Cloud computing brought about a remarkable overhaul of the phenomenon of companies having to put in significant capital investments to build software and IT infrastructure. Cloud Computing benefits your Business in many ways. The most positively affected were the small and medium enterprises, which hitherto were limited on several occasions from competing with the larger players, owing to a paucity of financial might needed to acquire the licenses, platforms, and infrastructure, and not necessarily on the grounds of innovation. Saas, PaaS, and IaaS turned things on their head and made it a level playing ground for all these entities.
The flexibility to pay for resources, based on need only, and on an incremental basis subsequently was nothing short of being liberating. The idea of being limited to one computer quickly became a thing of the past. Businesses were given a workspace where all their employees could interact regardless of their physical presence. Besides the cost advantage that it offered, there was the additional benefit of not having to spend resources on licensing, maintenance, installation and support activities otherwise needed for on-premise IT resources. In essence, the entire computing power needed for a business to operate could be outsourced.
Cloud computing gets done in 3 ways – Private, Public and Hybrid (But, before moving to hybrid Cloud, you should ask yourself 7 important question). Over the years, organizations have, given their size and need, made use of the types most suited. This has also led to some stiff competition amongst the solutions providers. The current top 10 players in the field, in receding order of earnings, are Microsoft, Amazon Web Service, Salesforce, IBM, Google, SAP, Oracle, Workday, ServiceNow, and VMware.
Each of the players have had their unique propositions to credit for their ascent to the top. For instance, Amazon Web service gave self-service a new meaning in the manner in which it went about commoditizing offerings that millions could access and use without needing the assistance of serious technological experts. Salesforce, on the other hand, stood out for the user experiences it offered to complement the depth and breadth of its services. Overall, if one were to look at the 1st phase of the cloud computing era, the top providers of public-cloud IaaS have stood out in terms of their impact. However, as we stand today, a metamorphosis has already begun. The future hints at some paradigm shifts.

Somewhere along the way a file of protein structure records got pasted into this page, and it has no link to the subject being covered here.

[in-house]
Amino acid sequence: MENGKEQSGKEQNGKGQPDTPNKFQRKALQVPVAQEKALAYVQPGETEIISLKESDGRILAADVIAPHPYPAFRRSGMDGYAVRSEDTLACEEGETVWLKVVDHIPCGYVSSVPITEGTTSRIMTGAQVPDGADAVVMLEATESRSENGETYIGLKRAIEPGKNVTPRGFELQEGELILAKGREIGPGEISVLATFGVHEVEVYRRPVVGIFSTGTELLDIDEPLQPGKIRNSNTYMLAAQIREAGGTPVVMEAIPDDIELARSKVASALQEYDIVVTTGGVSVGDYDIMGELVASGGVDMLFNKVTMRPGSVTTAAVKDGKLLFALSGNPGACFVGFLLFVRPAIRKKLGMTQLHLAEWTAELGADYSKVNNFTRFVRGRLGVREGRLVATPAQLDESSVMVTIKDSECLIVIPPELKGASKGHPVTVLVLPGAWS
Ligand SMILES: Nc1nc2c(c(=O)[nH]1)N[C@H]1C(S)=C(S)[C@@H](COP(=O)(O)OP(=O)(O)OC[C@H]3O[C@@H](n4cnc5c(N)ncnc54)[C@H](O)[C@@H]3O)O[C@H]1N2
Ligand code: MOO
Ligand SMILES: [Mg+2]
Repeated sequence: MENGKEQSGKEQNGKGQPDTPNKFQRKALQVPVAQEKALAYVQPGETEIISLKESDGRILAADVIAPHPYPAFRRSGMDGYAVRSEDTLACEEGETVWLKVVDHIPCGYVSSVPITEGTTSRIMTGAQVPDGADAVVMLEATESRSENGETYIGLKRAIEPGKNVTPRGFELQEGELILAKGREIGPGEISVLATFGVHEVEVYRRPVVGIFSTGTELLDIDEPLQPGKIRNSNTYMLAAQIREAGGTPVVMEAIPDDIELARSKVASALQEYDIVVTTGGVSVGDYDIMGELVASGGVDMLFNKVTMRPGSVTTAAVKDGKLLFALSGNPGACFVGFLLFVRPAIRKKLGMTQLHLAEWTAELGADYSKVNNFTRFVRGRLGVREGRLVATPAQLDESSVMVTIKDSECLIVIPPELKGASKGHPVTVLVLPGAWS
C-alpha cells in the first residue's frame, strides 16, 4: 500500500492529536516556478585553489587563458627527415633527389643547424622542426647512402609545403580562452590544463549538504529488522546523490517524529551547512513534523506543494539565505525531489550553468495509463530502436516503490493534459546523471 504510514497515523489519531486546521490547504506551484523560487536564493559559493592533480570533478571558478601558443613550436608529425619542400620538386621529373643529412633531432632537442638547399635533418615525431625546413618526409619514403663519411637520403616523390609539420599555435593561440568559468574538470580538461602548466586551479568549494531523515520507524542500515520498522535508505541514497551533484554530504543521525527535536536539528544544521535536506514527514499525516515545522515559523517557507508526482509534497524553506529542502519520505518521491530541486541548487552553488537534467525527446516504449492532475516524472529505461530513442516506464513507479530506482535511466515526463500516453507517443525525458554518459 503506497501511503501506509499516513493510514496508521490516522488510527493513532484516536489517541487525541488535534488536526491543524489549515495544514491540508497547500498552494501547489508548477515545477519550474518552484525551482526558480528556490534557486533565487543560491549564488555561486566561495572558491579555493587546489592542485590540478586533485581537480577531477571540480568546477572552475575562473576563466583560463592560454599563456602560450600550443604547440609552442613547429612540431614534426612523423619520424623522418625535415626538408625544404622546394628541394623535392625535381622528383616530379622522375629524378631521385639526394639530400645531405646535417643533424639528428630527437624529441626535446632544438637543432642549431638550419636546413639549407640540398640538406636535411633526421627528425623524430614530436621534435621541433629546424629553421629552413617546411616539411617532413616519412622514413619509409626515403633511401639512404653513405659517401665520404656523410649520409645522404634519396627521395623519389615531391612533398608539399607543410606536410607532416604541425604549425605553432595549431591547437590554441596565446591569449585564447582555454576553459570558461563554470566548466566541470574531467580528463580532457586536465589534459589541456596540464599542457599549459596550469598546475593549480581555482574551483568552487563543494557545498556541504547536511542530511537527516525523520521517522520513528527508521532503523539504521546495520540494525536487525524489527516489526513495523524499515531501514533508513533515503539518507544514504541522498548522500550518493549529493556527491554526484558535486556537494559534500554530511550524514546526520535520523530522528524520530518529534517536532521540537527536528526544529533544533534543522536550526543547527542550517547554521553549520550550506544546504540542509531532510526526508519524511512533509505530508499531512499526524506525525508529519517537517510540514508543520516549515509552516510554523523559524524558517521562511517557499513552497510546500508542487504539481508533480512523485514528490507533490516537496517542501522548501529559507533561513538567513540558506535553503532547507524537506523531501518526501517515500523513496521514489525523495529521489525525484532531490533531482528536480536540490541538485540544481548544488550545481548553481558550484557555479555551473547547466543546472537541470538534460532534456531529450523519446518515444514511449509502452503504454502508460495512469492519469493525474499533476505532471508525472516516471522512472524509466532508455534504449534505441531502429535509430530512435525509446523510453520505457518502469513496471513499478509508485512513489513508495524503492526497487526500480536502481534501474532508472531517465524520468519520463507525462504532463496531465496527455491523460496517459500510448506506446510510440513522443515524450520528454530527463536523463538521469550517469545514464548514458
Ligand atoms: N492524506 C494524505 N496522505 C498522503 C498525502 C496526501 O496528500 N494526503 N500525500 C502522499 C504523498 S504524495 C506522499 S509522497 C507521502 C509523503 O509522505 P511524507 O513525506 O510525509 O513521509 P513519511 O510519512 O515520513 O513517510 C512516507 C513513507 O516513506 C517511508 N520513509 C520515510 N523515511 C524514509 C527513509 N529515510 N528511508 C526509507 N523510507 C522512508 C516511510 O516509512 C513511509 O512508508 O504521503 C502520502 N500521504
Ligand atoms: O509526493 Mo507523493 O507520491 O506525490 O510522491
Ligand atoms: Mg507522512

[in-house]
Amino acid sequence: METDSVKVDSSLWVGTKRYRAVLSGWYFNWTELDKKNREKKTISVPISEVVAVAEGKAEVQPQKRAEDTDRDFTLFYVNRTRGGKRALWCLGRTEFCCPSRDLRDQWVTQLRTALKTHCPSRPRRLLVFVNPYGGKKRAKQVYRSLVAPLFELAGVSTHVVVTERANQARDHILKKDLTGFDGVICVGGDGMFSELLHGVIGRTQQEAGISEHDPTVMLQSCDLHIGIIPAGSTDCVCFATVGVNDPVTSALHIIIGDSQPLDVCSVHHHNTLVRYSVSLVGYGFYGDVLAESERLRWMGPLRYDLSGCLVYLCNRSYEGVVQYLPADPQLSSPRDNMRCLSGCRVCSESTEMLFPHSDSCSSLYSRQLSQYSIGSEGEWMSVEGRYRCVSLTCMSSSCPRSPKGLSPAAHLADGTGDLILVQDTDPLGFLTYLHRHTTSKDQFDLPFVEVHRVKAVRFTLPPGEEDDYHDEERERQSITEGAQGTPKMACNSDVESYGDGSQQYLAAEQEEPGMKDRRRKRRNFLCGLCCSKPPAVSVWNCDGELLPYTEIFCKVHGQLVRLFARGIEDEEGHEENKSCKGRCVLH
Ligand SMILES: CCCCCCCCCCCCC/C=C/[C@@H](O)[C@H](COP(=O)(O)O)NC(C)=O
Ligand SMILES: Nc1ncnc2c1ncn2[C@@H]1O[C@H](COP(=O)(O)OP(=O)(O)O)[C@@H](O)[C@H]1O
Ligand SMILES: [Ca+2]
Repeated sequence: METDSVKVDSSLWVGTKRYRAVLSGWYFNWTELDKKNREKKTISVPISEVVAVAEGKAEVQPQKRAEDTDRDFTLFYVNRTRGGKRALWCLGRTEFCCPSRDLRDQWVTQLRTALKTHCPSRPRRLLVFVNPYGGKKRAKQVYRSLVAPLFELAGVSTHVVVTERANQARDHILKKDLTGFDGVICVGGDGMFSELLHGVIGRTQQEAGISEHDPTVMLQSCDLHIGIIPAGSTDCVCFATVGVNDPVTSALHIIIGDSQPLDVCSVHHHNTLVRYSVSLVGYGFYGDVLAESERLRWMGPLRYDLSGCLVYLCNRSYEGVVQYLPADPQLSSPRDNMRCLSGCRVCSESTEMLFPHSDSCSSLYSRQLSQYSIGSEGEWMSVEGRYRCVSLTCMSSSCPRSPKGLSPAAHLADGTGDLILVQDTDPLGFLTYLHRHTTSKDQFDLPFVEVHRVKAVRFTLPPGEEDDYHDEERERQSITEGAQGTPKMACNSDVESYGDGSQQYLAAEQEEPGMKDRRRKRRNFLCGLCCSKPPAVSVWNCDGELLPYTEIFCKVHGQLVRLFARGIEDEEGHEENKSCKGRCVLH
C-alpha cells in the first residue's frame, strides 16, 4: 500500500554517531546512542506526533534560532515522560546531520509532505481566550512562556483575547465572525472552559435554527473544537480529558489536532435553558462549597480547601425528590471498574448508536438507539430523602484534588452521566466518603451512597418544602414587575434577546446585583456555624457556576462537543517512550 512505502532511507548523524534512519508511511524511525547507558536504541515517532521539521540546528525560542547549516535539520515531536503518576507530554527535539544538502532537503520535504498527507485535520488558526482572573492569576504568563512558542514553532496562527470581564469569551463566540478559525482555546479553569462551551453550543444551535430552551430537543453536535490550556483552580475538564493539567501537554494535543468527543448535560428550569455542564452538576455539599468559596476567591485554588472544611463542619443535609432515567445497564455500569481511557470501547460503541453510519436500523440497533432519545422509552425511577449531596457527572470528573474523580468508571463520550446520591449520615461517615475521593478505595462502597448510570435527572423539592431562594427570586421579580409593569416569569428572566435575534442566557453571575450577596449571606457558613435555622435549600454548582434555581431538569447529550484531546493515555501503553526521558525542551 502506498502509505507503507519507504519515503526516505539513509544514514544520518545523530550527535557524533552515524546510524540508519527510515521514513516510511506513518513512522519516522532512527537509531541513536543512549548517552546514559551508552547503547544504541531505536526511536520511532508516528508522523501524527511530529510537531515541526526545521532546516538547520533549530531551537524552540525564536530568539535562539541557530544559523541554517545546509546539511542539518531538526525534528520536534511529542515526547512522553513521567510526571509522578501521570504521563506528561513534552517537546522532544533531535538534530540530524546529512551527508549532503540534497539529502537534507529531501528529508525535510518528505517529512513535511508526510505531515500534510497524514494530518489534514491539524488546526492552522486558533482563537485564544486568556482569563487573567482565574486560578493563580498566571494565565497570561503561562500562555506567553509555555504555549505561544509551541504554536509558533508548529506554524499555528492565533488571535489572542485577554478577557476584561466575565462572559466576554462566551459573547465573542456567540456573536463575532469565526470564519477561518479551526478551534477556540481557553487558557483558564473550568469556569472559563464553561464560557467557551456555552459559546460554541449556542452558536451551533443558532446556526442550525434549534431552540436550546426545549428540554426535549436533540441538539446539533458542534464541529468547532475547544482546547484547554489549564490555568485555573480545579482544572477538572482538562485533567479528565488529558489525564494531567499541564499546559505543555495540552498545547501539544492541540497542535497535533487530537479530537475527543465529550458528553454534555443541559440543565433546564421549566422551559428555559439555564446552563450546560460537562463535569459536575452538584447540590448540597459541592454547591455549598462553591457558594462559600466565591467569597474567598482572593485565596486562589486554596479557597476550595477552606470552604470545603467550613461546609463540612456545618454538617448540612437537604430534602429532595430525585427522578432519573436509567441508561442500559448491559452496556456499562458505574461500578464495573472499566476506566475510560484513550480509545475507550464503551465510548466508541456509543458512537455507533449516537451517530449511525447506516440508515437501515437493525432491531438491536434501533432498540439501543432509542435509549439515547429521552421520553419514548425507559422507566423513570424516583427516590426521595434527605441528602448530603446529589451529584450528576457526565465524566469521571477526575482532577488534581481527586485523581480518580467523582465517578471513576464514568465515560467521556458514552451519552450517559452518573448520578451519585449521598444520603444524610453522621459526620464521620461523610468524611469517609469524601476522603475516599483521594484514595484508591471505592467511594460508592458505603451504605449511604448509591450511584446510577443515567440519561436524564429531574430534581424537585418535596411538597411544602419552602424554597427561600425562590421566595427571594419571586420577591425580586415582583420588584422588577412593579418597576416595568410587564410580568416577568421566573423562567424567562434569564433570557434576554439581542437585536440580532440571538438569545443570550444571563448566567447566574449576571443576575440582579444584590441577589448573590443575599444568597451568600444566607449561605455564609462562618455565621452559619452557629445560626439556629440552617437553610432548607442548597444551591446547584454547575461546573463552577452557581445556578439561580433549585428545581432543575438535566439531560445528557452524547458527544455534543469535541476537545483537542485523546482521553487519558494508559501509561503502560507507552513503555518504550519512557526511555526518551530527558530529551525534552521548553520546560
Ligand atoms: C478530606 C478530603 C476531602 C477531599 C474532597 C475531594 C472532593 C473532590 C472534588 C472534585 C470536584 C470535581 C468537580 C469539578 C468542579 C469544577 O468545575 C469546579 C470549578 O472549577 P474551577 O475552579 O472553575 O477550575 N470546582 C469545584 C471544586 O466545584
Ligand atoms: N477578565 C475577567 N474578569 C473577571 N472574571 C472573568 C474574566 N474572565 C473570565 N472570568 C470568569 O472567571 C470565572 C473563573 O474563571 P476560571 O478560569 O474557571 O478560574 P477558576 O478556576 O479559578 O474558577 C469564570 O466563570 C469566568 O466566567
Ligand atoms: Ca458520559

Infrastructure will become a commodity and the focus will shift towards offering services which are easily consumable, yet capable of addressing complex needs. This is where Artificial Intelligence will showcase its relevance. It is quite well known that we are just scratching the surface as far as realizing the potential of Artificial Intelligence is concerned. Moving forward, the solution providers will invest all their energies into harnessing its potential as they offer their cloud-based services. So, the cloud-focused enterprise software companies or the ones whose DNA lies in software engineering will have great prospects in the future if they are able to put their act together.
Data in today’s world is vulnerable and will continue to be so moving forward. Thus, the security of the data centers will continue to be of paramount importance, drawing a significant amount of focus and investments to ward off possibilities of data breaches as the attempts get more sophisticated and precise. The methodologies used for data authentication, encryption, integrity, and management will get deeper and more complex.
Organizations will in parallel leverage the private clouds as well as the hyper-scale offered by the public ones and might look at using the services from multiple providers to avoid possibilities of any lock-in.
The consumers of technology have clearly understood that their best bet towards a comprehensive digital transformation lies in their consummate espousal of the cloud. This has clearly deepened the competition amongst the service providers. However, the winners of the race will be the ones who understand the needs of the consumers, both explicit and latent, and device solutions which serve those needs rather than focus too much on high-end technological innovation that may or may not have a market. Perspectives and that of the consumers should play a defining role in shaping the strategies of the providers.